‘In 1878 she played the leading role in Diplunacy, a burlesque at the Strand, and in 1879 she was engaged at the Gaiety Theatre, Dublin, where she created the part of Annie in a play called Pair o’ Wings. She then made her way to America, appearing first at the Corinthian Academy of Music, Rochester, New York, as Princess Zeolide in W. S. Gilbert’s The Palace of Truth in September 1879. She later performed at Haverley’s Brooklyn Theatre in November 1879 as Minnie Symperson in Gilbert’s Engaged, before making her Manhattan debut in January 1880 at the Park Theatre in a Gilbert double-bill, as the Marchioness of Market Harborough in The Wedding March and Jenny Northcott in Sweethearts. In 1880 she appeared in San Francisco as Mabel in a Carte-sanctioned production of The Pirates of Penzance with Charles Locke’s Pacific Coast Company..”

These cabinet cards were thus made in 1880 when she was in San Francisco.

$75 – Postage paid within US, $10 to Canada


trick photographytrick photographyThis is a trick photograph in which the photographer castigates himself, threatening with a sweep. This is a cabinet card by Haverstick & Co, Cumberland, Maryland.  It is endorsed on the verso: “Careless but not criminal. Yours remorsefully, A. Haverstick.” There is no indication of what misdeed he is punishing himself for. This is a clever use of this double-photograph format.

$150 – postage paid within US, $10 to Canada

“White Waiting Room and Restaurant. Montgomery, AL. 1961”

Civil RightsCivil Rights

8 1/2″ x 11″ gelatin silver print by Paul Schutzer depicting the scene outside of a “White Waiting Room and Restaurant” in 1961 Montgomery, Alabama. Verso has handwritten title and a Bettmann Newsphotos sticker.

$100 – Postage included within US. $15 shipping to Canada.

Elephants in the U.S. 1924 – 3 Vintage Photographs

Circus Elephant

elephants bathingelephants circus

3 vintage press photographs from International Press, with attached text slugs.

One, 8″ x 10″, shows trainers bathing elephants from Luna Park in the Coney Island surf among the bathers. Another, 6 1/2″ x 8 1/2″, shows a woman riding in an elephant-chariot at the Barnes Circus winter quarters near Venice, California. A third, of the same size, shows a line of trained circus elephants said to be worth millions of dollars.

All show handling and creases at edges.

$200 – Post paid within US, $10 shipping to Canada

Whitcombe’s Bermuda Greenhouse Autochromes

whitcomb autochromeWhitcomb autochrome

Two beautiful 5×7-inch Autochromes by B.J. Whitcomb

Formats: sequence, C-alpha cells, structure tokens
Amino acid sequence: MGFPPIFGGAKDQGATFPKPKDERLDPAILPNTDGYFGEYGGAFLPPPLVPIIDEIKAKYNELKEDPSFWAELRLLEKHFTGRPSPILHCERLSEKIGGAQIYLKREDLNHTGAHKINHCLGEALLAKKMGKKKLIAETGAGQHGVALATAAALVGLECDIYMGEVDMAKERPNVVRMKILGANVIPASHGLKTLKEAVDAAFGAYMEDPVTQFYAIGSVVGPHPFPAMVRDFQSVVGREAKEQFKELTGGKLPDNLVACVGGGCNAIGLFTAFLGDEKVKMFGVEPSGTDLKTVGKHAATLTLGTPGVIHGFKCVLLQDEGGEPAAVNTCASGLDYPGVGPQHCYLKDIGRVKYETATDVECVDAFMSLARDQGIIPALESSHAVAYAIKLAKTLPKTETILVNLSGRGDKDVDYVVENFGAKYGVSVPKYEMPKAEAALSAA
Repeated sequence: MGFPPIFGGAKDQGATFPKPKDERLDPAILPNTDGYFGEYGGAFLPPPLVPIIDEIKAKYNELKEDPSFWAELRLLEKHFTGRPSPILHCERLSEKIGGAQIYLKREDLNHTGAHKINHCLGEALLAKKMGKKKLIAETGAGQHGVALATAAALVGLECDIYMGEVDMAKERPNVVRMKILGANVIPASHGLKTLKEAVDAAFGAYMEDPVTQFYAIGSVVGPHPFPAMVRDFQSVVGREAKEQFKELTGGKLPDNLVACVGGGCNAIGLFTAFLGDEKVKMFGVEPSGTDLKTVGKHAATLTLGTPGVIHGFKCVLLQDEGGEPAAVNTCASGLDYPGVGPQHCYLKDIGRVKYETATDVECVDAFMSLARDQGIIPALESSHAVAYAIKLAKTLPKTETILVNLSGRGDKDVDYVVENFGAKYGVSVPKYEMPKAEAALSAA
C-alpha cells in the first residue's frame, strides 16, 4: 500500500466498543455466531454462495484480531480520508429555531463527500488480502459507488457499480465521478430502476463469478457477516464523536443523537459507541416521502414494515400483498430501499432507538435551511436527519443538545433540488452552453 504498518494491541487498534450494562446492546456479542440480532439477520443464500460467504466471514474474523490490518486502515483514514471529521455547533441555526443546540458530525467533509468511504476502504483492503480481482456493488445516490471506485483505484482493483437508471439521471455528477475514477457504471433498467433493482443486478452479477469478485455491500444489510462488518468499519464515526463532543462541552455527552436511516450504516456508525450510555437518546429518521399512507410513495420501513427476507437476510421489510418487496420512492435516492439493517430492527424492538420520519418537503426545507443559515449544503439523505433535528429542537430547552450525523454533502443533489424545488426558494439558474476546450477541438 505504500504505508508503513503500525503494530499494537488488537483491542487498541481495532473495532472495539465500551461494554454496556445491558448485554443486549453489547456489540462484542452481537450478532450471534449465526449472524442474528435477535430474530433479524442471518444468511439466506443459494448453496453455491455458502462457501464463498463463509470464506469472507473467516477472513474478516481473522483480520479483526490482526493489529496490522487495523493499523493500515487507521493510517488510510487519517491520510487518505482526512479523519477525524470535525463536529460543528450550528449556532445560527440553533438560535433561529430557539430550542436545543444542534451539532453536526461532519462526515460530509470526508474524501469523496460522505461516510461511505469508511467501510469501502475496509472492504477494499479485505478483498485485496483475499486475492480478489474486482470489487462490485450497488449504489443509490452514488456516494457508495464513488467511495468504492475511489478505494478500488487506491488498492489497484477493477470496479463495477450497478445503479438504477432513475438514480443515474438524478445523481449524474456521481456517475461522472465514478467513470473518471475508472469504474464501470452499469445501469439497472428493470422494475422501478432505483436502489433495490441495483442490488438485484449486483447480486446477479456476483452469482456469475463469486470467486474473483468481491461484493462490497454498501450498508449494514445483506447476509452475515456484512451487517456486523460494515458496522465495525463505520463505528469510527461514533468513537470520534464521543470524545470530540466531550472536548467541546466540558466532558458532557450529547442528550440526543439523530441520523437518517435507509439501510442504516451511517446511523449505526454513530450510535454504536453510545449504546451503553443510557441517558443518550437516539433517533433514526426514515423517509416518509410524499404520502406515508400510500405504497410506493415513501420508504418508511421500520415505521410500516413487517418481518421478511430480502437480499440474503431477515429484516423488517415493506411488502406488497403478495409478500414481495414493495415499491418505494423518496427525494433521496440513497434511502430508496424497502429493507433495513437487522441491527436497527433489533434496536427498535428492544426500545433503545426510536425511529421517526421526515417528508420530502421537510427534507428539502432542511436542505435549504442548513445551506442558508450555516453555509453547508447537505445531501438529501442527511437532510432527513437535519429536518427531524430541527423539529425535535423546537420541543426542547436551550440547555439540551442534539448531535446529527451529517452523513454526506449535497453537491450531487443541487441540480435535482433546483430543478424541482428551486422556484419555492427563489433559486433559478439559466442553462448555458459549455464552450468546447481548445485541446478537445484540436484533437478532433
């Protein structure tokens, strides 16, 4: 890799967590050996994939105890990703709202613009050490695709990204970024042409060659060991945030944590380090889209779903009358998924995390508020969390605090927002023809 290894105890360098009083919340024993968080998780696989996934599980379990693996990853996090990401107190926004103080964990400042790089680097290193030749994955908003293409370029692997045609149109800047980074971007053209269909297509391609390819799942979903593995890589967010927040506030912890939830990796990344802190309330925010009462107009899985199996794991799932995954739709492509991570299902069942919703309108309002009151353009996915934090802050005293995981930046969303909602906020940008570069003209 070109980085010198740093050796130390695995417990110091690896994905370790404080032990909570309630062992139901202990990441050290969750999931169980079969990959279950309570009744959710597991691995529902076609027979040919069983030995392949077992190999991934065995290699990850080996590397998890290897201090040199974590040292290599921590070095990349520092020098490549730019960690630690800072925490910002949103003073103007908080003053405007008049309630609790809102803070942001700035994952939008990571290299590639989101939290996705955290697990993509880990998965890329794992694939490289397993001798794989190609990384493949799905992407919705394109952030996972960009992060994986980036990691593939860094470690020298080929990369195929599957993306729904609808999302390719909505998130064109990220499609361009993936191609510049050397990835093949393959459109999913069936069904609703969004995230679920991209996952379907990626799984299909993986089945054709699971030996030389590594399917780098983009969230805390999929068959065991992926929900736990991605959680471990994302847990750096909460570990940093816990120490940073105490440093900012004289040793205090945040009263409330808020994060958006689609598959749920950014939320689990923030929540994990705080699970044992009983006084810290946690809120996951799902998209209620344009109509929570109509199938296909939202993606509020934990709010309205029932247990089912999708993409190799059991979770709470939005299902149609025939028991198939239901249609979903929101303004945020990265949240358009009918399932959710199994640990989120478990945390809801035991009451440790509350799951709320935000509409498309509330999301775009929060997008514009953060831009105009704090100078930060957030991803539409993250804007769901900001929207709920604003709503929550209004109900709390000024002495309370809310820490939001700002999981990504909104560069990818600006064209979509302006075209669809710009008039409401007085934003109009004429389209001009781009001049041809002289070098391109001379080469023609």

There is no identification but these came with a group of Whitcomb autochromes.

“There is no one in photography whose work is exactly comparable to Whitcomb’s. One must look to Frank Benson, Edmund Tarbell, William Paxton, those painters of the Boston School, and their ethereal women caught up in soft color and elegant interiors, in a ‘landscape of pleasure’, to find anything comparable. Whitcombe was a master of the autochrome, but his work was forgotten. […] Whitcomb operated a studio and giftshop in Kennebunkport, Maine.” In 1985, a box of 50 of his autochromes were found in an antique shop Amarillo, Texas which included images from a trip to Bermuda with his family. “There is a beautiful, unidentified green and summery house […]” most likely the one pictured here.

The green-blue discoloration seen at the edges of these images “is due to moisture entering the broken binding tape. The autochrome’s green dye is water soluble and is the first to break down.”

(Excerpts from “The Art of the Autochrome: The Birth of Color Photography” by John Wood)




Here is a wonderful description from Clarence Bass’s site–

John Grimek, known as the Monarch of Muscledom for five decades, was probably the most revered bodybuilder of all-time. Grimek was so far ahead of other bodybuilders that the rules had to be changed after he won the Mr. America title in 1940 and 1941, to prevent him from dominating the competition for years to come. In addition to being the only two-time Mr. America, he was a national champion and member of the United States Olympic weightlifting team in Berlin (1936). He was chosen “Mr. Universe” at the 1948 Olympic games in London, before going on to win the “Mr. USA” title in Los Angeles in 1949 against the finest professional bodybuilders in the world. The later victory left him as the undisputed best physique in the world, and perhaps the best built man of all time. He retired as the only bodybuilder in history who was never defeated in a contest.

As great as his record was, it doesn’t fully account for the adulation he received. Perhaps it was greatness coming along at the opportune time, but there was a magic about Grimek. Much in demand at universities all over the country, art instructors said they had never seen the human form so beautifully put together as it was in John Grimek. Perhaps even more remarkable was his nature .In spite of achieving almost godlike status, Grimek remained a kind and humble man.

Despite the condition issues mentioned above this is a bright rich portrait.

$125 – Post paid within US, $10 shipping to Canada

Eliot Porter, “Stones and Cracked Mud, Black Place, New Mexico, June 9, 1977.”

Eliot PorterEliot Porter

13 ½ x 10 ¾- inch dye transfer on the original mount, signed in pencil recto. Printed on the mount, verso:

“This print has been published in an edition of 250, and was selected by the artist from the exhibition Eliot Porter: Intimate Landscapes The Metropolitan Museum of Art, New York. This dye transfer print was made under the supervision of Eliot Porter by Berkey K&L, New York. Copyright 1979 by Daniel Wolf Press, Inc, and Eliot Porter.” (As pictured above)

This is from a portfolio of dye transfer prints selected from Porter’s exhibition at the Metropolitan Museum of Art.

In the book that accompanied the exhibition Porter wrote:

“In northwest New Mexico and southeast Utah, the desert landscape is dominated by eroded black and gray mounds of bentonite clay, that suggest the wrinkled backs of sea monsters. The gullies between the mounds are paved with jasper pebbles brought down by infrequent rains; on their reticulated sides, fragments of metamorphic and igneous rocks are enhanced by brightly colored lichens, that have found on them a place to perpetuate their kind.”

This ravishing print is the most abstract of the series.

$150 Not For Sale